Others may share liability, of course. BP leased the Deepwater Horizon from Transocean (RIG, market cap $17.4 billion, down 43% since April 20th), which also employed most of the platform workers. (The insured 10-year old platform was worth $650 million before sinking, but will cost well over $1 billion to replace.) And Halliburton (HAL, market cap $24.9 billion, down 22%) performed the cement work, which failed to prevent a surge in gas up the pipe, an early culprit in the disaster. BP, Transocean, and Halliburton are, respectively, the world’s largest offshore explorer, driller, and platform cementer. The blowout preventer, which also appears to have failed, was manufactured by Cameron International (CAM).
Operations will become much more expensive. Deepwater operators, including Chevron (CVX), Petrobras (PBR), and Royal Dutch Shell (RDSA), can expect expensive new safety requirements and more rigorous inspections. Congress is set to quadruple the taxes on a barrel of oil, both domestically produced and imported. Levies such as these will ultimately be paid by the consumer, but they can also put smaller players, such as Seahawk Drilling (HAWK), at a competitive disadvantage. For instance, insurance costs for offshore drilling in the Gulf are already up 15% to 50%, increasing the deeper the water. That expense alone could cripple an independent driller.
The industry may be permanently damaged. The sinking of the Deepwater Horizon came just weeks after the Obama Administration announced it would not restrict expanded drilling activity in the eastern Gulf and along the Atlantic seaboard previously negotiated by the George W. Bush Administration. But in the last few days, a moratorium has been placed on new drilling off of floating platforms’, scheduled drilling off of Alaska has been canceled; and planned exploration off the coast of Virginia has been nixed.
There may well be some investment opportunities in the clean-up of the Gulf mess and preparation for other potential spills. There is suddenly an acute shortage of boom used to contain floating oil slicks. The biggest supplier of this material is Applied Fabric Technologies, a subsidiary of Desmi RoClean of Denmark. Meanwhile, Nalco (NLC) has already sold over $40 million of dispersant used to break up the oil, though BP is being pressured to find a less toxic chemical. And the appropriately named Clean Harbors (CLH), a provider of environmental and hazardous waste management services, will likely find a lot of work.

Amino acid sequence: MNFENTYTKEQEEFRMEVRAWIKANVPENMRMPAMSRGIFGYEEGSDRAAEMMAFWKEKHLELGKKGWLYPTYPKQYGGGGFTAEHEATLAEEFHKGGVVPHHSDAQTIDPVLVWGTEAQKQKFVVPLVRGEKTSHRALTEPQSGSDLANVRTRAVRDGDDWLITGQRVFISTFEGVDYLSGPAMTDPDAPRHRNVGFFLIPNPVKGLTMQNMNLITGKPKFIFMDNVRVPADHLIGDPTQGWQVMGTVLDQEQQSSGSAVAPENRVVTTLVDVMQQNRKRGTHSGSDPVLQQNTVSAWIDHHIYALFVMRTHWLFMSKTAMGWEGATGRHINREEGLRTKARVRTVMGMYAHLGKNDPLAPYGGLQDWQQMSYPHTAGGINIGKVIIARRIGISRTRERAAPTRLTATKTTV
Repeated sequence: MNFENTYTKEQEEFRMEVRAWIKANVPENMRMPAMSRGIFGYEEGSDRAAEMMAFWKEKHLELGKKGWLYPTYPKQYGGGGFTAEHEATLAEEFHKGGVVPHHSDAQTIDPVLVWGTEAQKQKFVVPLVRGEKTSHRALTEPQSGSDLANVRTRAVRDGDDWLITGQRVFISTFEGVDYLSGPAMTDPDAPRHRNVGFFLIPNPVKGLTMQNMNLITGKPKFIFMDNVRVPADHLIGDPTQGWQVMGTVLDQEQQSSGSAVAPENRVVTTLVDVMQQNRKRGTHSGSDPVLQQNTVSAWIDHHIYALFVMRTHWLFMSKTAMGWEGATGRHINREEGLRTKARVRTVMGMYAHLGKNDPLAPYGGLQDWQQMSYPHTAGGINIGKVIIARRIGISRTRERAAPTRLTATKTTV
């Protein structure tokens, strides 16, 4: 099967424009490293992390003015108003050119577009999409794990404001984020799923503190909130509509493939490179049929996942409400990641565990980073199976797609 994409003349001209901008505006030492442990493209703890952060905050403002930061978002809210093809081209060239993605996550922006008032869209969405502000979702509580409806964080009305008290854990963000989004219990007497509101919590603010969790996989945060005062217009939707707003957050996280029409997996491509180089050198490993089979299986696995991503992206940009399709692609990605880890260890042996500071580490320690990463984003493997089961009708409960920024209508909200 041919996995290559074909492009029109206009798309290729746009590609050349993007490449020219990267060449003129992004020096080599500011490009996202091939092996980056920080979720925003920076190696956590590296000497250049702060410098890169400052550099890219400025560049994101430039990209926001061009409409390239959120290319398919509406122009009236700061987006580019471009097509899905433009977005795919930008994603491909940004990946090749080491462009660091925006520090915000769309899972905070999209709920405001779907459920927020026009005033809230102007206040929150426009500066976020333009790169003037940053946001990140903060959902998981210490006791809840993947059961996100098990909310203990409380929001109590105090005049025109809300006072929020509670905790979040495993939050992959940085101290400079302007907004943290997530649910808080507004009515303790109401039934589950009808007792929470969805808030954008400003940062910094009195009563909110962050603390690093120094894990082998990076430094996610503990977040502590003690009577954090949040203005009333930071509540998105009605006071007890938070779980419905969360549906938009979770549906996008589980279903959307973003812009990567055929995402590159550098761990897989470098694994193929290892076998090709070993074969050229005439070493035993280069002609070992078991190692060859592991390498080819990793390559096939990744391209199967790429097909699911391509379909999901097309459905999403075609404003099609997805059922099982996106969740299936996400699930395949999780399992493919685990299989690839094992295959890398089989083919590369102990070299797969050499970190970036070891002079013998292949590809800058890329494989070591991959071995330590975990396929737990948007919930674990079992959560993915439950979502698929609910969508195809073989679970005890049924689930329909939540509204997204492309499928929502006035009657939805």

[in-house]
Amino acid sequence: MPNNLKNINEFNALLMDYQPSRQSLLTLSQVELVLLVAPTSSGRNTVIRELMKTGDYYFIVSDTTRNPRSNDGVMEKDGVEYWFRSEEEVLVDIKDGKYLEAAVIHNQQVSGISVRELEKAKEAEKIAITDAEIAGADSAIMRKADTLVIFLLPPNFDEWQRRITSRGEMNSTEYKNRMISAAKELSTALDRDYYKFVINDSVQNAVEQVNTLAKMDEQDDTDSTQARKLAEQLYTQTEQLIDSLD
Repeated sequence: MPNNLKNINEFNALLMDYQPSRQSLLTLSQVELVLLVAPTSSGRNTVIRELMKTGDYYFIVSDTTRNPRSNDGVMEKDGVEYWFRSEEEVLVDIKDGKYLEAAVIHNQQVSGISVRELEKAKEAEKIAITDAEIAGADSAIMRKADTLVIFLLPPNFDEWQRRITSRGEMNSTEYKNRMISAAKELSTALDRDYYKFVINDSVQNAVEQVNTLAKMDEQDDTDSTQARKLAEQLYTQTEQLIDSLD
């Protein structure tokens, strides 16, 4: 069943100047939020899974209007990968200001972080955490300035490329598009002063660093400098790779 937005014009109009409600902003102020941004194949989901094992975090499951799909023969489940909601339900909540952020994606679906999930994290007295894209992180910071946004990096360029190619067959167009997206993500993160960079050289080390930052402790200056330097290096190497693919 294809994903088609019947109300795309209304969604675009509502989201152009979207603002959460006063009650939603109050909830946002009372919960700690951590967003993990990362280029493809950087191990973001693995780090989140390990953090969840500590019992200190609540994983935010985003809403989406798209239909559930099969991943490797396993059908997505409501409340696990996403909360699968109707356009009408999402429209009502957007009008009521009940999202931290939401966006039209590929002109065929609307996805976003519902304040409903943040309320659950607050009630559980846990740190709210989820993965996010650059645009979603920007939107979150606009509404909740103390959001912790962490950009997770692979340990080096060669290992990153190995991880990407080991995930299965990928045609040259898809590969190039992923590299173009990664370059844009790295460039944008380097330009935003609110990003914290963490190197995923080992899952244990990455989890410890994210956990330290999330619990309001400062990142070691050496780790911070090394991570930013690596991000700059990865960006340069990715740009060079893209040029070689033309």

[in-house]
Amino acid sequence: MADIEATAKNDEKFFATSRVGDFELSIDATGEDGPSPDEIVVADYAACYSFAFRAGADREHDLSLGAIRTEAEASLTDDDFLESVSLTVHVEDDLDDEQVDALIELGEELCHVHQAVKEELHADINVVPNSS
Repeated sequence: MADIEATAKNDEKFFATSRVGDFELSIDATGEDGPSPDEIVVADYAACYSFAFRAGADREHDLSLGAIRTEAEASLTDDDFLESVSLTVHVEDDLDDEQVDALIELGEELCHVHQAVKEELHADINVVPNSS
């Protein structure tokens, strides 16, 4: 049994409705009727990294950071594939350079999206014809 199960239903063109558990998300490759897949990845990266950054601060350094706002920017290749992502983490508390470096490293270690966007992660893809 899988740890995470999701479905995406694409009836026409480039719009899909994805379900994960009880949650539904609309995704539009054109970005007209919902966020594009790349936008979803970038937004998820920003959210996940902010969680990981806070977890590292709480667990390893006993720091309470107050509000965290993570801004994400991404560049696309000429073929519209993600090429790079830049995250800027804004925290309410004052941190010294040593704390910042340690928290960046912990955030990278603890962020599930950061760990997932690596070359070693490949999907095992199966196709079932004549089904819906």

Investors may also want to take a look at companies with little or no exposure to offshore operations and a focus on natural gas. Chesapeake Energy (CHK), Quicksilver Resources (KWK), Southwestern Energy (SWN), and Ultra Petroleum (UPL) come to mind. All else being equal, restrictions on offshore production will support higher prices for oil and natural gas. President Obama has seemed reluctant to promote natural gas; maybe that is about to change.
The probable consequences for the ocean tanker industry are mixed. Offshore services, like shuttling, floating production, storage, and offloading, have become some of the most promising opportunities for the maritime industry. Teekay (TK) has banked much of its future on this market. Although it has no operations in the Gulf of Mexico, negative repercussions from the spill may become global. On the other hand, the company has an excellent reputation for safety and service, and may find itself in greater demand. Too, long-haul carrier demand should increase to the extent that offshore production is curtailed. Two of the biggest beneficiaries would be Frontline (FRO) and Overseas Shipholding (OSG).
Offshore oil and gas exploration and development has become one of the fastest-growing segments in the energy industry. In fact, almost the entire 6% rise in U.S. oil production last year (the first increase since 1991) came from offshore sources. Any curtailment or expensive restrictions on this business would lend to higher prices for oil and its derivative products and boost the near-term earnings of the suppliers. But that will come at the expense of intermediate and longer-term growth and earnings. Certainly, investing in this arena has just become a whole lot more risky.